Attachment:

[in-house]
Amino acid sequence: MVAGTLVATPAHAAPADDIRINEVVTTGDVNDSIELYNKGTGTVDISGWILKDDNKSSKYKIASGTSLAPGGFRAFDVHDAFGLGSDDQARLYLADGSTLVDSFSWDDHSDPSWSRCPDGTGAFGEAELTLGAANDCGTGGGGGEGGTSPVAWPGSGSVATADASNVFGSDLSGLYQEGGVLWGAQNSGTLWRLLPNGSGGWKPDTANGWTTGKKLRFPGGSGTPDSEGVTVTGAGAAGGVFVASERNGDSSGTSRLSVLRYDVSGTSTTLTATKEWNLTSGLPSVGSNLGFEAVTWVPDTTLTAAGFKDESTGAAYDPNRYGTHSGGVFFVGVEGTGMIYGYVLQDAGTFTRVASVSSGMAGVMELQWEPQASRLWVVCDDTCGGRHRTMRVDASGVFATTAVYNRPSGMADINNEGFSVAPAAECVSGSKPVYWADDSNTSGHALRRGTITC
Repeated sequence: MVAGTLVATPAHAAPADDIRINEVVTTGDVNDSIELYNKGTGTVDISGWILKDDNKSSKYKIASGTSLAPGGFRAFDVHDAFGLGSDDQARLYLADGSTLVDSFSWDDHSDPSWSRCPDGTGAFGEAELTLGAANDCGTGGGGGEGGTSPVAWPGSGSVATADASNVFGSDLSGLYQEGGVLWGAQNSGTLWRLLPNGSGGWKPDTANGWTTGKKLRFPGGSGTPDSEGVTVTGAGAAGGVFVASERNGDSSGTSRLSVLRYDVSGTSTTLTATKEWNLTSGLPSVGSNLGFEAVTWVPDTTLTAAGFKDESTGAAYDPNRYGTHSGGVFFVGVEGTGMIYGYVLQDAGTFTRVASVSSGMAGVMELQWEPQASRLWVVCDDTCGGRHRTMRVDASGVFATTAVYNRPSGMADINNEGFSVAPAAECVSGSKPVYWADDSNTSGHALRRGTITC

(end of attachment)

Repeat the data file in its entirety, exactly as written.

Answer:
[in-house]
Amino acid sequence: MVAGTLVATPAHAAPADDIRINEVVTTGDVNDSIELYNKGTGTVDISGWILKDDNKSSKYKIASGTSLAPGGFRAFDVHDAFGLGSDDQARLYLADGSTLVDSFSWDDHSDPSWSRCPDGTGAFGEAELTLGAANDCGTGGGGGEGGTSPVAWPGSGSVATADASNVFGSDLSGLYQEGGVLWGAQNSGTLWRLLPNGSGGWKPDTANGWTTGKKLRFPGGSGTPDSEGVTVTGAGAAGGVFVASERNGDSSGTSRLSVLRYDVSGTSTTLTATKEWNLTSGLPSVGSNLGFEAVTWVPDTTLTAAGFKDESTGAAYDPNRYGTHSGGVFFVGVEGTGMIYGYVLQDAGTFTRVASVSSGMAGVMELQWEPQASRLWVVCDDTCGGRHRTMRVDASGVFATTAVYNRPSGMADINNEGFSVAPAAECVSGSKPVYWADDSNTSGHALRRGTITC
Repeated sequence: MVAGTLVATPAHAAPADDIRINEVVTTGDVNDSIELYNKGTGTVDISGWILKDDNKSSKYKIASGTSLAPGGFRAFDVHDAFGLGSDDQARLYLADGSTLVDSFSWDDHSDPSWSRCPDGTGAFGEAELTLGAANDCGTGGGGGEGGTSPVAWPGSGSVATADASNVFGSDLSGLYQEGGVLWGAQNSGTLWRLLPNGSGGWKPDTANGWTTGKKLRFPGGSGTPDSEGVTVTGAGAAGGVFVASERNGDSSGTSRLSVLRYDVSGTSTTLTATKEWNLTSGLPSVGSNLGFEAVTWVPDTTLTAAGFKDESTGAAYDPNRYGTHSGGVFFVGVEGTGMIYGYVLQDAGTFTRVASVSSGMAGVMELQWEPQASRLWVVCDDTCGGRHRTMRVDASGVFATTAVYNRPSGMADINNEGFSVAPAAECVSGSKPVYWADDSNTSGHALRRGTITC